1. Ruha Fifita, ‘Lototō 1’ 2016 (detail). Earth pigments, natural dyes and tuitui (Candlenut soot) on ngatu (barkcloth), Wansolwara: One Salt Water, UNSW Galleries; photo: Winnie Siulolovao Dunn; work courtesy the artist. 2. Shoghi Effendi, Tongan & English translations, Wansolwara: One Salt Water, UNSW Galleries; photo: Winnie Siulolovao Dunn. 3. Shoghi Effendi, Tongan & English translations, Installation view, UNSW Galleries, 2020; photo: Zan Wimberley.
When I see the parallel stream of Wansolwara at 4A Centre for Contemporary Asian Art, it is months later. That’s running on real island time right there. Summer is gone and its hasty goodbye has replaced nationwide bushfires with a light rain and a growing global pandemic. ‘Social distancing, social distancing!’, one of the 4A gallery officers reminds me and instead of shaking hands, he slightly bows as I bring my palm to my heart. We stand 1.5 metres apart.
The first thing I see on the first floor of the gallery is sand. Sand on the floor, sand on walls and what seems from the front entrance to be thick white sand covered in rubbish. Before I take the artworks in deeply, I am reminded that there is no salt water without sand and that the great deserts on Earth were once vast oceans. I drift to the left, where black paper is pinned to the walls like tiles displaying patterns I vaguely recognise—those of the ngatu and the Sāmoan malu—but also the /// << >> || \\\ symbols of the keyboard. Vaimaila Urale’s Manamea ma Anivanuanua (2020) brings the ancient of sand and symbols and the contemporary of language as written on a keyboard together to make cosmologies of fauna, flora and family. So many Pacific Islanders found themselves on the internet in the 1990s. I for one stayed up late into the night on my Tumblr blog on my aunt’s rundown and boxy IBM computer. As I typed to strangers over our shared obsession of Twilight, I remember how the keyboard would be covered in sticky sugar syrup from all the Macca’s cups, half-filled with fizzled-out Fanta, and how every so often my fingertips would have dead ants stuck to them. As generations of Pacific Islanders are born by, through and from the age of the internet, Urale’s artwork showcases the ways we can carry our multiple identities through the diaspora and across the Wi-fi waves.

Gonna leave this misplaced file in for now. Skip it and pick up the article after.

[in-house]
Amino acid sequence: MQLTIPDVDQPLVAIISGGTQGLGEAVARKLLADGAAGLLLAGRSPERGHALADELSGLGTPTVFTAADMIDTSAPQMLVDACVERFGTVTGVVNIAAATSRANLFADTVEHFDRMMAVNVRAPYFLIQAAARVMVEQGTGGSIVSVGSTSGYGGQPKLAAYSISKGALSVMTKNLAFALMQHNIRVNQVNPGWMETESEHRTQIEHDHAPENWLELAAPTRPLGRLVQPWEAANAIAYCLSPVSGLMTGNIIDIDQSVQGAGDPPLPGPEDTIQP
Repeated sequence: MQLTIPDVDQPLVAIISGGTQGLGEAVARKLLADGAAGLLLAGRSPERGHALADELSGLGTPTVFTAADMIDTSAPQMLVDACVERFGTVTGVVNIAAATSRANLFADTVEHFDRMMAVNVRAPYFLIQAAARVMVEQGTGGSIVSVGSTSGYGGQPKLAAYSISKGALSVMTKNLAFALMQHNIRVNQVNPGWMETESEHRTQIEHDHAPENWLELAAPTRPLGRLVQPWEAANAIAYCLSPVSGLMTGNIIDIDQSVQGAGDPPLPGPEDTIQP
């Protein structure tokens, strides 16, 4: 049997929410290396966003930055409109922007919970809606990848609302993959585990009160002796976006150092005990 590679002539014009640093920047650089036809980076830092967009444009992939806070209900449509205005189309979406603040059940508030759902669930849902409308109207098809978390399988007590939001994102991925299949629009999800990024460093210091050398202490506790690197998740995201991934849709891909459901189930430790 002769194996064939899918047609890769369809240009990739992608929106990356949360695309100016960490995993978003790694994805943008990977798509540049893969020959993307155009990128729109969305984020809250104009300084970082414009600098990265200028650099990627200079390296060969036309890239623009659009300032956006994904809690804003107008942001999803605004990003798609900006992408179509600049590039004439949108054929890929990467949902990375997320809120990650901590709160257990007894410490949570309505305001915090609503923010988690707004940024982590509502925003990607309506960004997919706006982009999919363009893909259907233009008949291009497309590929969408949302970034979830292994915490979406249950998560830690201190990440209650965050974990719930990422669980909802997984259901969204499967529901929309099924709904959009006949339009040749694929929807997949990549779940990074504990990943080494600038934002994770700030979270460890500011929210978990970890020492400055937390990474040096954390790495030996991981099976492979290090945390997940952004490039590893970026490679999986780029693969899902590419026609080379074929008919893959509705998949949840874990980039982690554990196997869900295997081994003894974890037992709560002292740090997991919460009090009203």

Vaimaila Urale, Manamea ma Anivanuanua, 2020, installation view: black card and sand, 240 pieces across two walls, each wall installation measuring 5940x2520mm; commissioned by 4A Centre for Contemporary Asian Art for Wansolwara: One Salt Water; photo: Kai Wasikowski for 4A Centre for Contemporary Asian Art; courtesy the artist.